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Confused?

Discussion in 'Ask A Question' started by sweetenoughsal, Dec 10, 2008.

  1. sweetenoughsal

    sweetenoughsal · Newbie

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    Hi all,

    First time i have posted, so forgive me if i am in the wrong place, Had fasting test few weeks ago and that came back at 6.8, they sent me back for GTT which after glucose came back at 8.7? The doc said i am borderline diabetic and should now start to follow a diet which allows no sugar etc, After reading numourous posts on here i see many people with so much higher readings, could someone enlighten me what a avarage joes reading would be. The nurse said they are clamping down now with readings and anything over 5 will now be classed as diabetic?
    I am embarrsingly overweight and am currently on treatment for high blood preasure.
    Very confussed, and also quite worried as think it will be massive struggle re diet etc.
     
  2. graham64

    graham64 · Well-Known Member

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    Hi Sal,
    Welcome to the forum. The following are the GTT numbers, follow the link below for more detailed info.


    Random glucose test: glucose levels are taken at a random time on two occasions. Any figure above 11.1mmol/l is a diagnosis of diabetes
    Fasting glucose test: the glucose level is measured after an overnight fast and on two different days. Above 7.0mmol/l is a diagnosis of diabetes.


    http://www.netdoctor.co.uk/diseases/facts/diabetes.htm

    Best of luck
    Graham
     
  3. Trinkwasser

    Trinkwasser · Well-Known Member

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    Sensible doctor and nurse!

    The cutoff between "prediabetes" and "diabetes" has been set at the point where theoretically the disease process becomes irreversible

    http://www.bloodsugar101.com/

    if you can catch it as early as possible it becomes much easier to slow or even stop the progression

    ****, I was going to give a link I haven't given for a while but it looks like her website is down, try one of my usual recommendations

    http://loraldiabetes.blogspot.com/2006/10/d-day.html
     
  4. hanadr

    hanadr · Expert

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    Sal
    I'm wondering if you are really asking what a Non-diabetic BG would be
    If so from 4.5 to 5.5 is pretty much the normal range. It might go down more after a long fast or strenuous exercise, or go up as a result of a big meal of carbs. So close on to 5 is about normal
     
  5. sweetenoughsal

    sweetenoughsal · Newbie

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    Hi , yes thanks for that info, now could you please explain to me if my bg is staying about 6-7 before meals, whats the best way to reduce it? Also have started to cut all sugar in diet but not taking it to easy, guess i used alot before and body now craving it real bad, always hungry and not feel right in myself( shaky jittery etc) should it be a gradual process?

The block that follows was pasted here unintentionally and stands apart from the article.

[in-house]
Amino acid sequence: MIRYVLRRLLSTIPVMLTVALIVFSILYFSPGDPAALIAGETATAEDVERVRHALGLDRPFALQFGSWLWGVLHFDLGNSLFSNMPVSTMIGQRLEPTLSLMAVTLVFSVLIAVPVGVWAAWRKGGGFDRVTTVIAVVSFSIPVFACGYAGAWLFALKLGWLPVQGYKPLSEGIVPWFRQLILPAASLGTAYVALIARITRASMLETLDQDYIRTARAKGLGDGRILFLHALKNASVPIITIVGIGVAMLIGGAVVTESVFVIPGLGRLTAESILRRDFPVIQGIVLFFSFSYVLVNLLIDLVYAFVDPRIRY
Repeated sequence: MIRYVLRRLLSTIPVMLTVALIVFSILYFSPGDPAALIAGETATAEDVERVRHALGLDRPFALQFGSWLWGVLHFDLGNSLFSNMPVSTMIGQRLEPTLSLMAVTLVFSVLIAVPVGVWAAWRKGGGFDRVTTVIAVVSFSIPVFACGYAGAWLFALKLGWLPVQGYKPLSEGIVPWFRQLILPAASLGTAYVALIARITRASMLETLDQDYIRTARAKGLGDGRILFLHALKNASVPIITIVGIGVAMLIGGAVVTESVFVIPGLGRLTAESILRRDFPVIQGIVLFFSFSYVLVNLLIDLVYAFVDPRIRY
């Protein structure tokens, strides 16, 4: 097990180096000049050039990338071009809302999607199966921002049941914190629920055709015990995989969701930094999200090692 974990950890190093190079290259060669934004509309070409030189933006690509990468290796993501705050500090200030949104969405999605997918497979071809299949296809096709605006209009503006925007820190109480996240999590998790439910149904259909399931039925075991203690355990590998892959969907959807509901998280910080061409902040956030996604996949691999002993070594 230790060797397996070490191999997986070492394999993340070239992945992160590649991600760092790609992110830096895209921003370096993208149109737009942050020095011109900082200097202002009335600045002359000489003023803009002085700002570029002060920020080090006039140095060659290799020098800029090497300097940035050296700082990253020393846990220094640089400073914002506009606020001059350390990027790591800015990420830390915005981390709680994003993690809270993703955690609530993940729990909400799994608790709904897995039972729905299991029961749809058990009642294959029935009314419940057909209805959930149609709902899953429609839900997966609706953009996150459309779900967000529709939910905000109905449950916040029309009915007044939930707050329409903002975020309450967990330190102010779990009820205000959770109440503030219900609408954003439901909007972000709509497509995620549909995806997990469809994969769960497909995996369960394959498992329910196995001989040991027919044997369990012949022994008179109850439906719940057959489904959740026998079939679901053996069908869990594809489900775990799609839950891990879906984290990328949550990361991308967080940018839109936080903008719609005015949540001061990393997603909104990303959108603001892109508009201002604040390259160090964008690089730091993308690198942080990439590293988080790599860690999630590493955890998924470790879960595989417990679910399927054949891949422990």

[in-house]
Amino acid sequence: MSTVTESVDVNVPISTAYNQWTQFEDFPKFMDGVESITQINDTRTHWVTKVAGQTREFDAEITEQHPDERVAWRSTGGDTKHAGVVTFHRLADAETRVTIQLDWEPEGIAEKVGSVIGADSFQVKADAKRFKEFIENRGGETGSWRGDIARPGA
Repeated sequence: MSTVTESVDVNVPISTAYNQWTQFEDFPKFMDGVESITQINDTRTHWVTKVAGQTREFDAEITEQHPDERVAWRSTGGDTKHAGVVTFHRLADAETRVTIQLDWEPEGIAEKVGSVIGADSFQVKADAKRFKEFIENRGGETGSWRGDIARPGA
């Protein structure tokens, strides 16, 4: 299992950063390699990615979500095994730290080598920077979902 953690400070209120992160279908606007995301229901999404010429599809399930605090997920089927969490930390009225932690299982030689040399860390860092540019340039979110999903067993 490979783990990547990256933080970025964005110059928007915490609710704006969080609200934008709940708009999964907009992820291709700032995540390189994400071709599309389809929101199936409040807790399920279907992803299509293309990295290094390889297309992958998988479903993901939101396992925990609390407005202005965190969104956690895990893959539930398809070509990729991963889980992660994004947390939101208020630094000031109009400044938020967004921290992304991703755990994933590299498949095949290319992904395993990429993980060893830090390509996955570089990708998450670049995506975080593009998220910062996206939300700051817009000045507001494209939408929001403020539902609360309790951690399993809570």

would be great if i could gain some info x x thanks in advance Sal
     
  6. Mags52

    Mags52 · Member

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    Hi Sal,
    Although this seems tough I think your Dr is doing the right thing. I had readings like that 4 years ago and my GP just said, "Nah. You're not diabetic" Three years later they were higher and I was diagnosed.
    This is your chance to get on top of it in that pre-diabetic period.
    Cutting out sugar isn't enough. You need to vastly reduce the amount of visible carbohydrates (potatoes, pasta, rice, bread). Some people on this forum don't eat them at all but that was too hard for me and I have reduced them to a very very small portion at meals and this has brought my blood glucose down.
    The shakiness you describe is caused by two things (I think). One is that you are probably a bit addicted to sugar and carbs and the other is that your blood glucose will be going down and it feels a bit like a hypo. I had all these feelings and also feelings of grief (yes really) because I was a true carb addict and thought I would never enjoy eating again.
    I bought a low GI cook book and found recipes that used artifical sweeteners and low carb ingredients. That helped a lot.
    Once you change your eating your weight will start to go down, soon your shakiness will go and then as if my magic you'll start to feel more energetic.
    It is hard but there's lots of support and good advice on this forum.
    All the best
    Margaret
     
  7. Dennis

    Dennis Type 2 · Well-Known Member

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    Hi Sal,
    Excellent advice from Margaret. I would just like to add that sugar is extremely addictive. Many consultants regard it as more addictive than nicotine!. It is precisely because it is addictive that food manufacturers use so much of it - not only is it a very cheap food bulker but they want you to get hooked on their particular brand!

    Sugar encourages the production of seratonin by the brain, and seratonin is the hormone that is responsible for us having a feeling of well-being, so it is often referred to as the "feel-good" hormone. When you reduce your sugar intake, you produce less seratonin, so your brain starts to crave for more. Fortunately these cravings do wear off once your body gets used to the lower sugar (and therefore lower seratonin) levels, but it does take a few weeks.
     
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